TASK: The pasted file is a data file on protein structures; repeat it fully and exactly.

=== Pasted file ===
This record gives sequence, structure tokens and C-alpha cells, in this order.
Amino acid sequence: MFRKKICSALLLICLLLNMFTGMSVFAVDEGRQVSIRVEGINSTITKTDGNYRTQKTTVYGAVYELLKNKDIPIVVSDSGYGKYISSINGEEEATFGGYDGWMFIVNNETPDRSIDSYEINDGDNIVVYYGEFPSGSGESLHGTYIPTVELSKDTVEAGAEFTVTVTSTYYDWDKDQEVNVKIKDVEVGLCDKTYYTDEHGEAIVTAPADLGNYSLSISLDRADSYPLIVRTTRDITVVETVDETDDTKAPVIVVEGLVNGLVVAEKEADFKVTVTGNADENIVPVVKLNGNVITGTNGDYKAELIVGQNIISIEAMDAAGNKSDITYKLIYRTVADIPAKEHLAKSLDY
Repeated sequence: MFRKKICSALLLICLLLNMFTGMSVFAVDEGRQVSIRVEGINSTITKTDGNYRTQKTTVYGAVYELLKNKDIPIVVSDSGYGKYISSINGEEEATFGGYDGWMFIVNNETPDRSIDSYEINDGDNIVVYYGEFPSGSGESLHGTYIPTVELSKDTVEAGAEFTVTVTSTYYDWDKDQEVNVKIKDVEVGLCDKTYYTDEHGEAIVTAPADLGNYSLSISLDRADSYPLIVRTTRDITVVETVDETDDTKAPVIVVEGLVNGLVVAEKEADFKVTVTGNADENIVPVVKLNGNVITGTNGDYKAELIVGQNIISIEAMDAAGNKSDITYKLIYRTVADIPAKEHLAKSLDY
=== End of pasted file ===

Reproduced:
This record gives sequence, structure tokens and C-alpha cells, in this order.
Amino acid sequence: MFRKKICSALLLICLLLNMFTGMSVFAVDEGRQVSIRVEGINSTITKTDGNYRTQKTTVYGAVYELLKNKDIPIVVSDSGYGKYISSINGEEEATFGGYDGWMFIVNNETPDRSIDSYEINDGDNIVVYYGEFPSGSGESLHGTYIPTVELSKDTVEAGAEFTVTVTSTYYDWDKDQEVNVKIKDVEVGLCDKTYYTDEHGEAIVTAPADLGNYSLSISLDRADSYPLIVRTTRDITVVETVDETDDTKAPVIVVEGLVNGLVVAEKEADFKVTVTGNADENIVPVVKLNGNVITGTNGDYKAELIVGQNIISIEAMDAAGNKSDITYKLIYRTVADIPAKEHLAKSLDY
Repeated sequence: MFRKKICSALLLICLLLNMFTGMSVFAVDEGRQVSIRVEGINSTITKTDGNYRTQKTTVYGAVYELLKNKDIPIVVSDSGYGKYISSINGEEEATFGGYDGWMFIVNNETPDRSIDSYEINDGDNIVVYYGEFPSGSGESLHGTYIPTVELSKDTVEAGAEFTVTVTSTYYDWDKDQEVNVKIKDVEVGLCDKTYYTDEHGEAIVTAPADLGNYSLSISLDRADSYPLIVRTTRDITVVETVDETDDTKAPVIVVEGLVNGLVVAEKEADFKVTVTGNADENIVPVVKLNGNVITGTNGDYKAELIVGQNIISIEAMDAAGNKSDITYKLIYRTVADIPAKEHLAKSLDY